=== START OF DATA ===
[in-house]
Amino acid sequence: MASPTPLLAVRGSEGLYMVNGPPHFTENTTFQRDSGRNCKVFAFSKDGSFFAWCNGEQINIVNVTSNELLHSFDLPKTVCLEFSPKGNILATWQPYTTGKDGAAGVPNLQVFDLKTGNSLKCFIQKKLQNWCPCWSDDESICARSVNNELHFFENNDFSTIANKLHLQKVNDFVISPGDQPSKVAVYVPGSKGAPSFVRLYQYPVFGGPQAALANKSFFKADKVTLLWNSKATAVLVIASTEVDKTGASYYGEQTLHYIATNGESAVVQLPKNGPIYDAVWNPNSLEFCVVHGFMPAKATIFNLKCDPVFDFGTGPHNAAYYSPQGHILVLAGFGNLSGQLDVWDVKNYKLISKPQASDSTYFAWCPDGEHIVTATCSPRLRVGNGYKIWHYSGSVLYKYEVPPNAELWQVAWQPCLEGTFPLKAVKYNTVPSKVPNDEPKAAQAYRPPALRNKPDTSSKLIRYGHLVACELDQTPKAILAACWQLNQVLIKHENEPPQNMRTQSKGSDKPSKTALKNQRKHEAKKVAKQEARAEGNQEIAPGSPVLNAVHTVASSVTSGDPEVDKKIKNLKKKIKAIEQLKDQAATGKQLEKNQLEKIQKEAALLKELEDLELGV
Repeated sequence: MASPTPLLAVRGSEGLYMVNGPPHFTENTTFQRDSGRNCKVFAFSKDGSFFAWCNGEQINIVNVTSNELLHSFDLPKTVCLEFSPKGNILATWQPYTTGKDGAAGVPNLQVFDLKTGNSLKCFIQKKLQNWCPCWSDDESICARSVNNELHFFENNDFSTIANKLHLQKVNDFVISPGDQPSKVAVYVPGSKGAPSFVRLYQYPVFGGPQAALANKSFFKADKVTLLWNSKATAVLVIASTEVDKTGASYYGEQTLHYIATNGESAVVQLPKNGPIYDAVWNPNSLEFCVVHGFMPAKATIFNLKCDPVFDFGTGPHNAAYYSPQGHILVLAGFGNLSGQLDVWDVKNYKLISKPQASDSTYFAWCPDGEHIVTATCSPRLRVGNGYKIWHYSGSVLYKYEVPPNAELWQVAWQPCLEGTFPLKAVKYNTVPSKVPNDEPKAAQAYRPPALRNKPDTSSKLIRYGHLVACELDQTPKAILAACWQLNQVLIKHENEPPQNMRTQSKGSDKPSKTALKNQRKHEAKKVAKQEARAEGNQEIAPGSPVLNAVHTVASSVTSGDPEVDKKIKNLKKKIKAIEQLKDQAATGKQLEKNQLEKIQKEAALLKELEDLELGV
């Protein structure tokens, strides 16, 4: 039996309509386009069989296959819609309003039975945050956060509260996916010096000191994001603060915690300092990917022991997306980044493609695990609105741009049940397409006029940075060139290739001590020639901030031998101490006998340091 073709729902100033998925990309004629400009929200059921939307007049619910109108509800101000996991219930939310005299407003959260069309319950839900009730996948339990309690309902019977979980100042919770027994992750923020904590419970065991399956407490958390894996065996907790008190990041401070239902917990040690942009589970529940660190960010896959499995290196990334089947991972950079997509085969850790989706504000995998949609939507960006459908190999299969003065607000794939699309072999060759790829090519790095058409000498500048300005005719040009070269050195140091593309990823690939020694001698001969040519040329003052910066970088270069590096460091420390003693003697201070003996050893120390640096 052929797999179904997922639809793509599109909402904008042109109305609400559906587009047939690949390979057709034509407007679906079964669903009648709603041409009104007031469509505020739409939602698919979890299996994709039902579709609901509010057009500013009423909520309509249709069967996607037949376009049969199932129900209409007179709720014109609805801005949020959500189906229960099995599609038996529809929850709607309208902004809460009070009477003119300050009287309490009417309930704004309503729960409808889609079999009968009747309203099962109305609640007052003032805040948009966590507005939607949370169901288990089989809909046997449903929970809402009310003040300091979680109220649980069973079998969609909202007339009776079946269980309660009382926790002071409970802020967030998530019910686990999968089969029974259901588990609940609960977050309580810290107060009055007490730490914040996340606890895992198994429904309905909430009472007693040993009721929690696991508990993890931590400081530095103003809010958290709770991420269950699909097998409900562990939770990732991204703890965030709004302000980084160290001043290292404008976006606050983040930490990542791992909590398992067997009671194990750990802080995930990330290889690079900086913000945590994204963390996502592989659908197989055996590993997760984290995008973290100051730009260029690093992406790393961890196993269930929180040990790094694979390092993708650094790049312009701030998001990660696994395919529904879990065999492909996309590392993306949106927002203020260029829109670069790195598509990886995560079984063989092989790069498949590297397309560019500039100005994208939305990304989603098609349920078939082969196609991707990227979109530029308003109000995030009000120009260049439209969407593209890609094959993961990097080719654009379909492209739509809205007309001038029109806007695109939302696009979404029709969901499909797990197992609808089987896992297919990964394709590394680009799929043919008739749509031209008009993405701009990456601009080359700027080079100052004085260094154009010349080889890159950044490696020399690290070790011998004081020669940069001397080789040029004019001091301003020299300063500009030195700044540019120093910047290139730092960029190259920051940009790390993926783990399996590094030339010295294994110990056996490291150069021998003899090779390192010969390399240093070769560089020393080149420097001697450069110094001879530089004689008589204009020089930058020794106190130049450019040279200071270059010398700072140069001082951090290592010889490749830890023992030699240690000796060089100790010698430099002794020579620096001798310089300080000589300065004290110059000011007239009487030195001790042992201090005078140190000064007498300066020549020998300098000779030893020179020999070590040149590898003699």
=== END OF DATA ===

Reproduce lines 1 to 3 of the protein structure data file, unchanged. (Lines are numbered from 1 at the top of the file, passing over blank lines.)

[in-house]
Amino acid sequence: MASPTPLLAVRGSEGLYMVNGPPHFTENTTFQRDSGRNCKVFAFSKDGSFFAWCNGEQINIVNVTSNELLHSFDLPKTVCLEFSPKGNILATWQPYTTGKDGAAGVPNLQVFDLKTGNSLKCFIQKKLQNWCPCWSDDESICARSVNNELHFFENNDFSTIANKLHLQKVNDFVISPGDQPSKVAVYVPGSKGAPSFVRLYQYPVFGGPQAALANKSFFKADKVTLLWNSKATAVLVIASTEVDKTGASYYGEQTLHYIATNGESAVVQLPKNGPIYDAVWNPNSLEFCVVHGFMPAKATIFNLKCDPVFDFGTGPHNAAYYSPQGHILVLAGFGNLSGQLDVWDVKNYKLISKPQASDSTYFAWCPDGEHIVTATCSPRLRVGNGYKIWHYSGSVLYKYEVPPNAELWQVAWQPCLEGTFPLKAVKYNTVPSKVPNDEPKAAQAYRPPALRNKPDTSSKLIRYGHLVACELDQTPKAILAACWQLNQVLIKHENEPPQNMRTQSKGSDKPSKTALKNQRKHEAKKVAKQEARAEGNQEIAPGSPVLNAVHTVASSVTSGDPEVDKKIKNLKKKIKAIEQLKDQAATGKQLEKNQLEKIQKEAALLKELEDLELGV
Repeated sequence: MASPTPLLAVRGSEGLYMVNGPPHFTENTTFQRDSGRNCKVFAFSKDGSFFAWCNGEQINIVNVTSNELLHSFDLPKTVCLEFSPKGNILATWQPYTTGKDGAAGVPNLQVFDLKTGNSLKCFIQKKLQNWCPCWSDDESICARSVNNELHFFENNDFSTIANKLHLQKVNDFVISPGDQPSKVAVYVPGSKGAPSFVRLYQYPVFGGPQAALANKSFFKADKVTLLWNSKATAVLVIASTEVDKTGASYYGEQTLHYIATNGESAVVQLPKNGPIYDAVWNPNSLEFCVVHGFMPAKATIFNLKCDPVFDFGTGPHNAAYYSPQGHILVLAGFGNLSGQLDVWDVKNYKLISKPQASDSTYFAWCPDGEHIVTATCSPRLRVGNGYKIWHYSGSVLYKYEVPPNAELWQVAWQPCLEGTFPLKAVKYNTVPSKVPNDEPKAAQAYRPPALRNKPDTSSKLIRYGHLVACELDQTPKAILAACWQLNQVLIKHENEPPQNMRTQSKGSDKPSKTALKNQRKHEAKKVAKQEARAEGNQEIAPGSPVLNAVHTVASSVTSGDPEVDKKIKNLKKKIKAIEQLKDQAATGKQLEKNQLEKIQKEAALLKELEDLELGV